Roof and chimney - Shingles should be intact with none missing and mortar between the bricks should be secure. Although expensive to replace, a roof or chimney in disrepair often discourages potential homebuyers.

Exterior siding - If your siding needs to be painted, it is well worth the expense and time. Choose a color that is fairly neutral and that coordinates with homes in your immediate vicinity. Power washing dirty siding can make a house look almost new again.

Gutters – You should repair and clean gutters. Weeds growing from your gutters are a good example of a negative first impression. Nothing says "poor maintenance" like weeds in a gutter.

Windows and Trim - If the paint on the trim or windows is peeling, scrape and paint. Replace any broken glass and finally clean the windows inside and out.

Front Entry Door - If your front door has not been painted in 3-4 years, consider a fresh coat of paint. Depending on the style of your home, a contrasting color from your siding may add visual interest. The front door should welcome buyers into your home. A nice looking wreath in tune with the season gives a warm homey touch.


Friday, December 10, 2004

Real estate scam hits Texas

150 homeowners allegedly defrauded of mortgage payments

The Texas Attorney General's Office is seeking a restraining order and asset freeze against a company that has allegedly defrauded more than 150 homeowners by keeping their mortgage payments.

Consumers in the Dallas-Fort Worth and Houston areas reported to the Office of the Attorney General that City Mortgage Services Inc. (which has no affiliation to CitiBank or CitiMortgage) and its principals, Gustavo Duarte and Alfredo Mendez, pocketed thousands of dollars that should have been forwarded to the mortgage companies financing the consumers' homes.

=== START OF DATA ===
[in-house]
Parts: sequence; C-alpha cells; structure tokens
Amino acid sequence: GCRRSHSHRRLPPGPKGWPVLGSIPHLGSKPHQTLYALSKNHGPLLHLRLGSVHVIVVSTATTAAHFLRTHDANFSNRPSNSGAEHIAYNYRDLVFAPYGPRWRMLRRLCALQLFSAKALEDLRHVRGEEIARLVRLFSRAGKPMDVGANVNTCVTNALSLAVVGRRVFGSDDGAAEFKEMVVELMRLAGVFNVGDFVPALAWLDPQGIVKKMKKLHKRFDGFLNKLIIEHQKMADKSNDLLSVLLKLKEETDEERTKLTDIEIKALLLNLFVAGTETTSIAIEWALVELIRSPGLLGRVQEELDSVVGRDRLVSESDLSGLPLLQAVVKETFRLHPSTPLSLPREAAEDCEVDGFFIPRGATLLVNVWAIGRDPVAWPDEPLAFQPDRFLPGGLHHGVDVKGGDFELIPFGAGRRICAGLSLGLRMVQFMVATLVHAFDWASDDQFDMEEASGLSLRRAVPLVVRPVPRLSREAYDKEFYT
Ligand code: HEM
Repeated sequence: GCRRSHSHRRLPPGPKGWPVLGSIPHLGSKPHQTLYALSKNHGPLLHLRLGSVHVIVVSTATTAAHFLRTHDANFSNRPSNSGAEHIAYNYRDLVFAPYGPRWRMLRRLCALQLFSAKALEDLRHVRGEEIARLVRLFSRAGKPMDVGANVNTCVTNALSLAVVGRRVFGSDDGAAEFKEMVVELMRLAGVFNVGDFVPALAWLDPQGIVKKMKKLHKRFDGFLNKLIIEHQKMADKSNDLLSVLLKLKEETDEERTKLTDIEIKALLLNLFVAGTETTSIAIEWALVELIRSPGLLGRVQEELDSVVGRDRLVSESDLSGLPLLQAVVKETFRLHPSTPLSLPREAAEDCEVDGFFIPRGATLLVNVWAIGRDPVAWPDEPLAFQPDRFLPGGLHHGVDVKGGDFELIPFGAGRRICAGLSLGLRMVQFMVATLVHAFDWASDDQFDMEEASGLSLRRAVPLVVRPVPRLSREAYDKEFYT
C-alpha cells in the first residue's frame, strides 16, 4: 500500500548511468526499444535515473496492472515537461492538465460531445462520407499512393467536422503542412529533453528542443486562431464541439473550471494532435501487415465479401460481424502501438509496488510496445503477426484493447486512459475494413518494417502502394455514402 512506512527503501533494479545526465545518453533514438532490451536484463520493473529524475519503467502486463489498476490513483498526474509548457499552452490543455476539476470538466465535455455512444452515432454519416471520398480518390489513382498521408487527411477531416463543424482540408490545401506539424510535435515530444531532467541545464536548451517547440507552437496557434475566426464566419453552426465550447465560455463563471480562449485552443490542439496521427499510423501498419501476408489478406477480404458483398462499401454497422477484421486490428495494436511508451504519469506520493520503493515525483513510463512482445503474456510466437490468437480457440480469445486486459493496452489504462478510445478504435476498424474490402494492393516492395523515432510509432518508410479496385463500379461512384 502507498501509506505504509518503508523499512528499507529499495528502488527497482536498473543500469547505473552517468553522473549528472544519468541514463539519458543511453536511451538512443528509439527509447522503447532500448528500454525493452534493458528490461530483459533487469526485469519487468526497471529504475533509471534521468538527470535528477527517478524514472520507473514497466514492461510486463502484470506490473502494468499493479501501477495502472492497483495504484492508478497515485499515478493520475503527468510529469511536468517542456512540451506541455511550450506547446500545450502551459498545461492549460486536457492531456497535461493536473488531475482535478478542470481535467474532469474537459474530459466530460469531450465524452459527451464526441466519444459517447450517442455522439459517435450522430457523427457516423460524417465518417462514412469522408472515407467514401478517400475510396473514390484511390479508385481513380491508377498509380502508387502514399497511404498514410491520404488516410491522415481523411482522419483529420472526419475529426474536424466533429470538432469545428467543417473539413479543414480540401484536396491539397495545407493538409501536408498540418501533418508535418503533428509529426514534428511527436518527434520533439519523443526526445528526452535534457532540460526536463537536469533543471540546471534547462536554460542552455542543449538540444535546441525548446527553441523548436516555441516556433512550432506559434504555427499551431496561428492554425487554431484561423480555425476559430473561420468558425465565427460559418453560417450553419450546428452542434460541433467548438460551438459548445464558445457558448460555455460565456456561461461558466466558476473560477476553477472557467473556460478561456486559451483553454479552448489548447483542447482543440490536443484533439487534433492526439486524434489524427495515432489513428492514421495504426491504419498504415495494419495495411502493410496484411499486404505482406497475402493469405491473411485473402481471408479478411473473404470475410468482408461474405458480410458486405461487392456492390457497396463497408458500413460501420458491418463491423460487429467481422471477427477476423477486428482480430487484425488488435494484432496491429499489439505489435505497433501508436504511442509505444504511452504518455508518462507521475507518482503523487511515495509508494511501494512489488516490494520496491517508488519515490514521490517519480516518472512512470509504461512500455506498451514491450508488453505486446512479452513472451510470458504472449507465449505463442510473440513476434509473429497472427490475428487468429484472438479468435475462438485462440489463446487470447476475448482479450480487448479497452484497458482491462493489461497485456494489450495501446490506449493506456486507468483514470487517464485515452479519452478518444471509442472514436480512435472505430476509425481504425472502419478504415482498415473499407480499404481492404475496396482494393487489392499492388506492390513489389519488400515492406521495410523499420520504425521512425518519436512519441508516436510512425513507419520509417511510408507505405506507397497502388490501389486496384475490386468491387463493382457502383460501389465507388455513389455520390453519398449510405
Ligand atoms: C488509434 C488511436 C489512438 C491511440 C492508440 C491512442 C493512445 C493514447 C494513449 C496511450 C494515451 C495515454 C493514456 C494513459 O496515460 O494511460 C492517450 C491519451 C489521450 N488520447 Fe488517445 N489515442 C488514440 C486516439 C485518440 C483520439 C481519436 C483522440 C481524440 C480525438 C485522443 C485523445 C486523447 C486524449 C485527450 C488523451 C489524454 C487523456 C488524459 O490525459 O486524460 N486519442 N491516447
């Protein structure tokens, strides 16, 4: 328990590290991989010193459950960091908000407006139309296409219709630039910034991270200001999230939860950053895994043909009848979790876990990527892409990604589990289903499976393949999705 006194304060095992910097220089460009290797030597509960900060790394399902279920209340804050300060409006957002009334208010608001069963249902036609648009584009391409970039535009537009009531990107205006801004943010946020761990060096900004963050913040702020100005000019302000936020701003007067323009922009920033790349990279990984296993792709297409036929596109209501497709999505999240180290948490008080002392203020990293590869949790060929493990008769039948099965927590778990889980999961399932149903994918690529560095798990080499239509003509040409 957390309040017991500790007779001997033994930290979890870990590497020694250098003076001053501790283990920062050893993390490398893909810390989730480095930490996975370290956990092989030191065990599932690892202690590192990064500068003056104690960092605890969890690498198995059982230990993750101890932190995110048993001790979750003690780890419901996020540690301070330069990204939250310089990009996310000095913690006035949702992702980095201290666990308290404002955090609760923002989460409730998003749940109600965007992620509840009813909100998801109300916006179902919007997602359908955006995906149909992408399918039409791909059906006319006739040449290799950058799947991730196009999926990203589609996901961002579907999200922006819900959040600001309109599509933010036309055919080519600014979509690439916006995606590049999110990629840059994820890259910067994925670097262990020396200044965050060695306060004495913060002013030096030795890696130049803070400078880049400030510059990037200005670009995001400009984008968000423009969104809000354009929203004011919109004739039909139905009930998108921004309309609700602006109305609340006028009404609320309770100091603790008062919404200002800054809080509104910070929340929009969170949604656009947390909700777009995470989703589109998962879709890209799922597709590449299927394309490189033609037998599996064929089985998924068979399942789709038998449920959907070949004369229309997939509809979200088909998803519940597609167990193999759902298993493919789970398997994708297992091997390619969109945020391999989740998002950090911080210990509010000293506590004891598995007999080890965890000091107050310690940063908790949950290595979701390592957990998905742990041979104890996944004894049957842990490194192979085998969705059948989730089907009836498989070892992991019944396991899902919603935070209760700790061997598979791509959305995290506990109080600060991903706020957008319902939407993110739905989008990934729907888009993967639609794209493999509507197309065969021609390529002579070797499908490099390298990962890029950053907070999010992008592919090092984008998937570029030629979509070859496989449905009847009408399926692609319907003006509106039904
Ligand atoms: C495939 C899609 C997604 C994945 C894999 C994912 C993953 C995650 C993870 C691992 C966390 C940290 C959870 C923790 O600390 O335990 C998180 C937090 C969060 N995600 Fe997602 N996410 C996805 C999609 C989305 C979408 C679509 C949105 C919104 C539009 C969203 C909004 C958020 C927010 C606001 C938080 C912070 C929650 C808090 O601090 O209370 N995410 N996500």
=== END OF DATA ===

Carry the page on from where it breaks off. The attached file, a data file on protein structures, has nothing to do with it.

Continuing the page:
The company, which had offices in Dallas, Houston and Austin, shut down abruptly earlier this year, leaving consumers owing their mortgage companies substantial amounts of money in missed payments and late fees, the office announced.

"Brazen schemes like these will not be tolerated in Texas," said Attorney General Abbott. "City Mortgage systematically victimized these Hispanic families by exploiting their dreams of home ownership. I am committed to ensuring this scam doesn't hurt any more Texas consumers."

According to the lawsuit, City Mortgage dispatched teams of door-to-door salespersons throughout Hispanic neighborhoods, touting the company's "debt-reduction service." Sales pitches and promotional materials promised consumers City Mortgage would save them thousands of dollars by withdrawing and forwarding to their mortgage company a larger monthly amount than their regular mortgage payment, thus reducing the number of years it took to pay off the loan, the office announced. City Mortgage charged families between $700 and $1,000 for the service.

The lawsuit alleges, "The home solicitation presentation of defendants included a promise to lower the consumers' mortgage payments and shorten the term of their mortgage loan by making bi-weekly payments instead of monthly and making increased payment amounts. In many cases, the defendants represented to consumers that the mortgage repayment plan defendants were proposing was a city of Dallas plan and/or approved/sanctioned by the city of Dallas."


Tuesday, December 07, 2004

Housing Wealth Has Greater Effect Than Stocks, New Study Shows

Housing wealth has a more immediate impact on consumer spending than stock wealth and has sustained the U.S. economy since the beginning of this decade, shows a new study produced by the Joint Center for Housing Studies of Harvard University and Macroeconomic Advisers, LCC, and commissioned by the National Association of Realtors®.


Monday, December 06, 2004

New futures market to protect against housing bubble

CME plans derivatives that would guard home's value

The nation's largest futures exchange today announced that it plans to build a sophisticated derivates market to protect homeowners from a bursting housing bubble.